Immobilization

To mark and collar bears, we must capture and immobilize them. Bears are captured from a helicopter by an experienced team using a remote drug delivery system (Dan-Inject). Most captures are made in spring, shortly after bears have emerged from their dens. Spring provides the best conditions, when remaining snow cover and minimal vegetation make it easier to find the bear, open water in the terrain is limited, and ambient temperature is relatively low. While the bear is immobilized, we either put on, take off, or replace its technical equipment. We record a number of health status parameters and take samples for genetic and other studies. From bears of unknown age, we pull a tooth (a premolar without function for the bear) for age determination. Additionally we weigh the  bear and take a number of body measurements. When a bear is captured for the first time, we give it a coded ID number, attach an eartag, inject a microchip into the skin and tattoo its ID number inside the lip. Together with the DNA information, this ID-marking is important to ensure a secure identification of the bear next time it is encountered.

The document “Biomedical Protocols for Free-ranging Brown Bears, Gray Wolves, Wolverines and Lynx, 2007″ describes the procedures of  capture, immobilization and radio-marking in detail.

a) Immobilization Update 2008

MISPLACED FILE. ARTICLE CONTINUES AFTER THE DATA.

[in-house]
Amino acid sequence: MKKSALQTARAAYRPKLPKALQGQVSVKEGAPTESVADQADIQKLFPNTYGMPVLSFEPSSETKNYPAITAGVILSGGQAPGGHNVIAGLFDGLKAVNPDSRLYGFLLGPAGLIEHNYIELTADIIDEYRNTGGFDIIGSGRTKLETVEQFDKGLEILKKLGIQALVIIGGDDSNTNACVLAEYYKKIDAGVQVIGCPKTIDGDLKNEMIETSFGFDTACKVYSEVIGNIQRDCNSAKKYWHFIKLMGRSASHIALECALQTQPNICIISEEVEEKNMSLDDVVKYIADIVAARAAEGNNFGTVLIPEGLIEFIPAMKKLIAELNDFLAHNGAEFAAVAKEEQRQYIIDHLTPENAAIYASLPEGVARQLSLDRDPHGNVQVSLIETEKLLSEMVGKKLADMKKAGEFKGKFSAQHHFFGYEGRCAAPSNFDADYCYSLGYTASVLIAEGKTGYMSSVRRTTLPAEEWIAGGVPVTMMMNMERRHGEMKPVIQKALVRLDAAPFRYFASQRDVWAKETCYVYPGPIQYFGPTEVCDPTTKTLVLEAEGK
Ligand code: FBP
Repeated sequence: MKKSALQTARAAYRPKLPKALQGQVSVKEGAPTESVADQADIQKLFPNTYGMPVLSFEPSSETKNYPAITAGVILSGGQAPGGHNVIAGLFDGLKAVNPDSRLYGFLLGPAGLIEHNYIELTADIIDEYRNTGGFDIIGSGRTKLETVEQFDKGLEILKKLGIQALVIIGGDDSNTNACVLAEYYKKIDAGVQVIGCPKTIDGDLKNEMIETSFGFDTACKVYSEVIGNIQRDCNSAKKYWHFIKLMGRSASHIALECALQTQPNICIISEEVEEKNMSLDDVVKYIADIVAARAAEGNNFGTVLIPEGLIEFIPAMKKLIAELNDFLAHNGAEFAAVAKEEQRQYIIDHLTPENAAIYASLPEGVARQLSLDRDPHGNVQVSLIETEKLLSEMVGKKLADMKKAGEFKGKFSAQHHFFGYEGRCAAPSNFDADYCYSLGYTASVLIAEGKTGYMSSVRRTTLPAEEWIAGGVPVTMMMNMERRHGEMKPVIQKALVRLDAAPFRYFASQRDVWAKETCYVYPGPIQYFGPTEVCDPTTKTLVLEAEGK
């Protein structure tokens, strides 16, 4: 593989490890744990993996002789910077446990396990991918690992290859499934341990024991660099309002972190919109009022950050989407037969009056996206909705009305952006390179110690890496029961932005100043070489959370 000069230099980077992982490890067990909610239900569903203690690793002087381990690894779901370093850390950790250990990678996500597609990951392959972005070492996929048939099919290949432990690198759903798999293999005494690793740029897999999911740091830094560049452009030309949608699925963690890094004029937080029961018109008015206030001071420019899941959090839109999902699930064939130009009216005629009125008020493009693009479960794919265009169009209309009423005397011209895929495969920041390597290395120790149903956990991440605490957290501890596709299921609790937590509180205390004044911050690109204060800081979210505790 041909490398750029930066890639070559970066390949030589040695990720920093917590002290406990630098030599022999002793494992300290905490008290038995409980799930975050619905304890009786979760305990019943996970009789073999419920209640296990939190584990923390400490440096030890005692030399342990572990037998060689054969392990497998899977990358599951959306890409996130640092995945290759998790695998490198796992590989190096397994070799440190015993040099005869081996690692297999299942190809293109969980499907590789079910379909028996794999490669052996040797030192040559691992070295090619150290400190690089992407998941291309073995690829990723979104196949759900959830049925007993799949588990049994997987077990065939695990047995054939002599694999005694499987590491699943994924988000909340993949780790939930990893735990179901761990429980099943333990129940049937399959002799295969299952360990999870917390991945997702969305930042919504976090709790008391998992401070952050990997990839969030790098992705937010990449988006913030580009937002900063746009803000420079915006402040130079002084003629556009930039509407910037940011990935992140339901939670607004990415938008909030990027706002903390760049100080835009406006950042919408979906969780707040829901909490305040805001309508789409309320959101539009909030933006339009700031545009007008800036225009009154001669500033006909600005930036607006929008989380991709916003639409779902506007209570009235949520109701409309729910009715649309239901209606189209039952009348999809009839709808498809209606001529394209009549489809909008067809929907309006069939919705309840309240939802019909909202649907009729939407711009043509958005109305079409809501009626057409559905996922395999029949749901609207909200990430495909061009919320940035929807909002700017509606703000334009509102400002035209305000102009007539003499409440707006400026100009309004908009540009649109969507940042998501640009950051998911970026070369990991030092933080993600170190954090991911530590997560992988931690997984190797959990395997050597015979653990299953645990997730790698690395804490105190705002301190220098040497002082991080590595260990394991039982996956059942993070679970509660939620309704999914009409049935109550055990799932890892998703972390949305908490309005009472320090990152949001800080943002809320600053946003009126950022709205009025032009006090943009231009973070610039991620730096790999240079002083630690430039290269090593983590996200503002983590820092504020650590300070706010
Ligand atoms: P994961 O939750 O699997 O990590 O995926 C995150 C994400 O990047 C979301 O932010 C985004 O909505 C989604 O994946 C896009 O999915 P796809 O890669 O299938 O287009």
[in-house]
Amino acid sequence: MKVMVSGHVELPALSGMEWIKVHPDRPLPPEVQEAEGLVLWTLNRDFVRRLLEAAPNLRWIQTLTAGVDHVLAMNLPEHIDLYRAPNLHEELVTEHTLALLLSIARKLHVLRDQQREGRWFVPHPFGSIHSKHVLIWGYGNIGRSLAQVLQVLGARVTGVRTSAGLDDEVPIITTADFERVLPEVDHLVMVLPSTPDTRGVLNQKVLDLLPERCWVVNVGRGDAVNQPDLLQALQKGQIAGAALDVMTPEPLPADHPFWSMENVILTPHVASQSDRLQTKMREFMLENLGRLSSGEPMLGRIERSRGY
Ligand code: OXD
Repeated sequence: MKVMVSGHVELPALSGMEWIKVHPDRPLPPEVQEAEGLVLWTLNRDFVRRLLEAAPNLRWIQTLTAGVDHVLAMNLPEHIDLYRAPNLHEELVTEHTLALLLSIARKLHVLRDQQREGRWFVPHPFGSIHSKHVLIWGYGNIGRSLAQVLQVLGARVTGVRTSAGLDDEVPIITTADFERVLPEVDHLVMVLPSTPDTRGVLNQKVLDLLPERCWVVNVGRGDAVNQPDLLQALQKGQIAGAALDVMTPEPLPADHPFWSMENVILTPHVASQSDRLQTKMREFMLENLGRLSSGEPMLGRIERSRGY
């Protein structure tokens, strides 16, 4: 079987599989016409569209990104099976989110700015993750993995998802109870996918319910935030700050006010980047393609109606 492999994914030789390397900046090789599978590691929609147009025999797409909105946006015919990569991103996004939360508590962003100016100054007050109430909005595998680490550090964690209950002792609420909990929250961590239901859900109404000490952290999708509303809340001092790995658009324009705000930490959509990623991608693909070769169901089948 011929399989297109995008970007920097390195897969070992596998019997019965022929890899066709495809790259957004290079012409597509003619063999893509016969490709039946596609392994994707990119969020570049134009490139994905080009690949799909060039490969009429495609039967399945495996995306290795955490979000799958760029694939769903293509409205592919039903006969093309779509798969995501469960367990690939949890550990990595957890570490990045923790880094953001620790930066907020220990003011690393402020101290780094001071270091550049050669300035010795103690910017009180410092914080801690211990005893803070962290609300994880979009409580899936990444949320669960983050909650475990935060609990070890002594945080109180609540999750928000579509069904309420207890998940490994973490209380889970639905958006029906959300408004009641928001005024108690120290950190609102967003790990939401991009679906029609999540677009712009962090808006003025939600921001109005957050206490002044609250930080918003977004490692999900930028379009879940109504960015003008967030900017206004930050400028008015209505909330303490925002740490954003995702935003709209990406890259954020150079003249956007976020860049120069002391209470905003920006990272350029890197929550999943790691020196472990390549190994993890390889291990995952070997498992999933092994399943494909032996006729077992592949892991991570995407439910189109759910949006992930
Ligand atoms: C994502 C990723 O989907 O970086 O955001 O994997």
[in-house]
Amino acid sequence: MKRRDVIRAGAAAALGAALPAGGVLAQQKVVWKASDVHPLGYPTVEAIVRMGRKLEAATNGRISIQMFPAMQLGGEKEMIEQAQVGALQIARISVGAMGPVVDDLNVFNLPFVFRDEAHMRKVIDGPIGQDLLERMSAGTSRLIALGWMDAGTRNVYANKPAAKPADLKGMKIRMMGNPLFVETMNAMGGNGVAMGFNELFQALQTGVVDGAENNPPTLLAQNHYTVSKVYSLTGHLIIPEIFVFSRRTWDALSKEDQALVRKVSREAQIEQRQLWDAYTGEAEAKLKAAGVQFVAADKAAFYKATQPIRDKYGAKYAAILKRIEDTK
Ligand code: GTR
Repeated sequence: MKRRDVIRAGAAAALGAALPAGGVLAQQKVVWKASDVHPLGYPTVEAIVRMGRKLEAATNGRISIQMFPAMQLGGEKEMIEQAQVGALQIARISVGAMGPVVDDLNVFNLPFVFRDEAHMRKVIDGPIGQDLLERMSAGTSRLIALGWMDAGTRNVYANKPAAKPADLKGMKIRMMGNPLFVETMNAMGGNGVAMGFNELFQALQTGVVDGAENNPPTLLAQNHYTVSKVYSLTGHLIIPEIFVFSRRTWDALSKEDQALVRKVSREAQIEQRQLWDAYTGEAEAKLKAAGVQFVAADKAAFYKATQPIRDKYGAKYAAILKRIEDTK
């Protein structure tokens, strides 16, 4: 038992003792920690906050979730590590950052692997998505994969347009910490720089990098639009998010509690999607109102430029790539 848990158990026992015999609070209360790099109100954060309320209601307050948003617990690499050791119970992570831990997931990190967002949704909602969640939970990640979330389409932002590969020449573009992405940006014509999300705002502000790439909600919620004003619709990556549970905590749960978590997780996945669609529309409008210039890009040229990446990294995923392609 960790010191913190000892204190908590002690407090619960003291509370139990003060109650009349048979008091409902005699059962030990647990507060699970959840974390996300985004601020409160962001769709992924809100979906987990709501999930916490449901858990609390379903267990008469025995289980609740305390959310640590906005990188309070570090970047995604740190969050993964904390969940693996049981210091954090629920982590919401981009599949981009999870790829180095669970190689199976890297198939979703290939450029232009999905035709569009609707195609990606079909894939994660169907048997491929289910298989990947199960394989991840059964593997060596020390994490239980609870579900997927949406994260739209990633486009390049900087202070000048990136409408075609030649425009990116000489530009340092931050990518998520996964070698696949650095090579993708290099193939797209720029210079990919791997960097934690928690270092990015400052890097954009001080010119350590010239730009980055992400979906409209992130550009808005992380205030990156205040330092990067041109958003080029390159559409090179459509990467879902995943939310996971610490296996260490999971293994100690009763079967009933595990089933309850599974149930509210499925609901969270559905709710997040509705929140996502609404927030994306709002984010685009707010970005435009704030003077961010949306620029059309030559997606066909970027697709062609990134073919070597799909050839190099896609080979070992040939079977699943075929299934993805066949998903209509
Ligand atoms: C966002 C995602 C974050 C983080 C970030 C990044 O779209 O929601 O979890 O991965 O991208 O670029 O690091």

Since the project started in 1984, bears have been captured yearly. Until and including 2008, a total of 1431 captures have been made of  603 individual bears.  Of these 405, have been radio-tagged. The number of captures exceeds the number of individuals because many bears have been captured several times. A radio-tagged bear is generally captured at two-three year intervals to replace its transmitter/receiver. Each year we loose contact with some of our marked bears. Most of them have been shot during the bear hunt, others are lost to us because their collar has fallen off.  Also, it is not uncommon that younger bears are killed by older, more dominant bears. Most of the knowledge about bears that the project has acquired is based on the data from the 1414 bear-years that we have monitored individual bears. (One bear-year means that an individual has been monitored for a full year, or that 2 bears have been monitored for half a year each, etc). During 2008, a total of 91 bears were followed until they entered their dens.